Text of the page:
This wafer, which has a large number of elements, may be treated by conventional processes and divided or diced into individual devices in actual practice and in accordance with industry custom.

The obtained LED 100 was found to have a luminous intensity of 2000 mcd and a peak wavelength of 480 nm in the luminous spectrum at a driving current of 20 mA and a driving voltage of 4 V. The luminous intensity of the LED 100 was two times as strong as that of the conventional LED, and the peak wavelength was closer to 500 nm which is required for traffic signal lights.

EXAMPLE 2

FIGS. 3A and 3B each show the structure of an emission layer 5 having a multi-layer structure in accordance with Example 2. The emission layer 5 of FIG. 3A has 25 A-layers 521 of Mg- and Zn-doped InGaN and 25 D-layers 522 of Mg- and Si-doped GaN, and that of FIG. 3B has 34 A-layers 523 of Mg- and Zn-doped InGaN and 34 D-layers 524 of Mg- and Si-doped GaN. The differences between the emission layers 5 of Example 2 and Example 1 reside in the thickness of its composite layers and the materials used to form those layers.

The layers ranging from the sapphire substrate 1 to the n-type clad layer 4 were prepared by above-described processes. As shown in FIG. 3A, about 100 Å in thickness of Mg- and Si-doped GaN, layer 522 (D-layer), was formed as the lowermost layer of the multiple emission layer 5 on the n-type clad layer 4 under conditions controlled by keeping the temperature of the sapphire substrate 1 at 850° C. and concurrently supplying for 2 min. N2 at a flow rate of 20 liter/min., NH3 at 10 liter/min., TMG at 1×10-5 mol/min., CP2 Mg at 2×10-4 mol/min., and silane diluted to 0.86 ppm by H2 at 5×10-9 mol/min. Replacing the silane with DEZ at 2×10-6 mol/min., additionally supplying TMI at 1×10-4 mol/min., about 100 Å in thickness of Mg- and Zn-doped In0.15 Ga0.85 N, layer 521 (A-layer), was formed on the GaN layer 522 (D-layer) under generally the same conditions used to form the GaN layer 522. In this way, the GaN layer 522 and the InGaN layer 521 were laminated repeatedly and alternately to form a whole multiple emission layer 5 about 0.5 μm in thickness. The number of the D-layers and the A-layers was 25 each and, namely the emission layer has 50 composite layers in total. The impurity concentrations of Mg, Zn, and Si doped into the emission layer 5 were 1×1019 /cm3, 1×1019 /cm3, and 8×1018 /cm3, respectively.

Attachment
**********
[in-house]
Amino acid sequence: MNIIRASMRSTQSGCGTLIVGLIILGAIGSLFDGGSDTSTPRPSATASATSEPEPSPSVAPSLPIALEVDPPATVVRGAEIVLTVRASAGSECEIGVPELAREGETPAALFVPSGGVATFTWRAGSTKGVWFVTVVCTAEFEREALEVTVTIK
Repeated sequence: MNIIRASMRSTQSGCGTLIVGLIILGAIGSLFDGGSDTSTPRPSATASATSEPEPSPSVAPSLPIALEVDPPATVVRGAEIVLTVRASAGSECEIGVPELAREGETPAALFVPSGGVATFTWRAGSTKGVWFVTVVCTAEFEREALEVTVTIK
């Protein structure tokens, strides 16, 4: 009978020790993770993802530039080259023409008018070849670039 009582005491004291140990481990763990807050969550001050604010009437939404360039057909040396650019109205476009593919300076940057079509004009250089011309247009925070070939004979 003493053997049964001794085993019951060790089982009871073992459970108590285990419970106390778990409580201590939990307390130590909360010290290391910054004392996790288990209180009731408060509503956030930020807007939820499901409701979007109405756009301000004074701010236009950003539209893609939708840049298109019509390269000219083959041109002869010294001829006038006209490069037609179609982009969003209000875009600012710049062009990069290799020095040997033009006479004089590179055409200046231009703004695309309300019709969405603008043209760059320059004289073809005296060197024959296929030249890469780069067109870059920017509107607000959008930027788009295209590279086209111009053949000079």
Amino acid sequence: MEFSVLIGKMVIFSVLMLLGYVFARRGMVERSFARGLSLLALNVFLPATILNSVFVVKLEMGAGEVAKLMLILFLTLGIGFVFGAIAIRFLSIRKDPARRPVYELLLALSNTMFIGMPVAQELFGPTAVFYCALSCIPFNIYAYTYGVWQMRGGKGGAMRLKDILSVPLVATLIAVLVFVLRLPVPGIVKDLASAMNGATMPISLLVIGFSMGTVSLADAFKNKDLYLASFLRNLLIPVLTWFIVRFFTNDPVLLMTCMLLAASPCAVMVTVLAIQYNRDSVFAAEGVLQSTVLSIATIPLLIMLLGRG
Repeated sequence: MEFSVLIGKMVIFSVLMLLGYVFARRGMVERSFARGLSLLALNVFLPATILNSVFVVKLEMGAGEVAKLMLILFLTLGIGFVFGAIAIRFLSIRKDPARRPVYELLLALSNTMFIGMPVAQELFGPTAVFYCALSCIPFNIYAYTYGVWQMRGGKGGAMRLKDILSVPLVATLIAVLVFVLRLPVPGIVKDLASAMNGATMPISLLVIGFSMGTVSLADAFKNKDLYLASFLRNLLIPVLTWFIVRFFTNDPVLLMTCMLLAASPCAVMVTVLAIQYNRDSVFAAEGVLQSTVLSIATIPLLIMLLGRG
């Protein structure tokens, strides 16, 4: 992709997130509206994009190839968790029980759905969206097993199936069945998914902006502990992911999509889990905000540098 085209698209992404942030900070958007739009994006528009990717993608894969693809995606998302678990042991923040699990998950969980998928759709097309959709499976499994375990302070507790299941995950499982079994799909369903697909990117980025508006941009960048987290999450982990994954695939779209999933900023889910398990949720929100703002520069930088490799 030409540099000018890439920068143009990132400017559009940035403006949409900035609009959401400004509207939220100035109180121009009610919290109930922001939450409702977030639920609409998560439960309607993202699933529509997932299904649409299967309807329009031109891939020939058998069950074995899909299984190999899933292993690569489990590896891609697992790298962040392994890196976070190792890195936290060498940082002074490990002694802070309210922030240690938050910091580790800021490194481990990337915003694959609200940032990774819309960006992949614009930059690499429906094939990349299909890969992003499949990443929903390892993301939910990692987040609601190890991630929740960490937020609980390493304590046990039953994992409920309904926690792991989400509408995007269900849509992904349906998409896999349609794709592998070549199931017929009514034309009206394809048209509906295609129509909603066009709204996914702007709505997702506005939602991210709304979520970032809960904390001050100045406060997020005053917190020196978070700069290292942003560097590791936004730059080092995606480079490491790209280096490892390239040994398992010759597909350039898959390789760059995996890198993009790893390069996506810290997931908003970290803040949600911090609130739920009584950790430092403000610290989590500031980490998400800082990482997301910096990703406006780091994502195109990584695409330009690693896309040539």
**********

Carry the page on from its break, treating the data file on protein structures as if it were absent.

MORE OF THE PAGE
FIG. 3B shows another variation of the multiple emission layer 5. The composite materials of the emission layer 5 of FIG. 3B were the same as those of FIG. 3A. The differences resided in where the impurities including Mg, Zn and Si, were doped and the thickness of each composite layer. Zn and Mg were doped into the GaN layer 524 (A-layer) whose thickness is 50 Å, and Si and Mg were doped into the In0.15 Ga0.85 N layer 523 (D-layer) whose thickness is 100 Å. The number of the D-layers 523 and the A-layers 524 was 34 each and, the emission layer 5 has a thickness of 0.51 μm and 68 composite layers in total. The impurity concentrations of Mg, Zn, and Si doped into the emission layer 5 were 1×1019 /cm3, 5×1018 /cm3, and 5×1018 /cm3, respectively.

Processes used to form other layers such as the clad layer 61, were the same as those described above for the LED 100 in Example 1.

The obtained LEDs with the respective multiple emission layer structures of FIGS. 3A and 3B were found to be satisfactory in luminous intensity and peak wavelength, the former having a luminous intensity of 3000 mcd and a peak wavelength of 500 nm and the latter having a luminous intensity of 2500 mcd and a peak wavelength of 490 nm, each at a driving current of 20 mA and a driving voltage of 4V.

EXAMPLE 3

FIGS. 4A and 4B each show the structure of an multiple emission layer 5 in accordance with Example 3. The emission layer 5 of FIG. 4A has 25 A-layers of Zn-doped In0.08 Ga0.92 N layers 531 having a Zn concentration of 5×1018 /cm3 and 25 D-layers 532 of Si-doped Al0.1 Ga0.9 N having an Si concentration of 5×108 /cm3, and that of FIG. 4B has 25 D-layers 533 of Si-doped In0.08 Ga0.92 N having an Si concentration of 2×1018 /cm3 and 25 A-layers 534 of Zn-doped Al0.1 Ga0.9 N having a Zn concentration of 1×1018 /cm3. The A-layers and D-layers were laminated alternately and repeatedly, each having a 100 Å thickness. The D-layer 532 and the A-layer 534 are the lowermost layers. The entire emission layer 5 is about 0.5 μm in thickness and the total number of its composite layers is 50. The other parts of the device were manufactured as described in Example 1.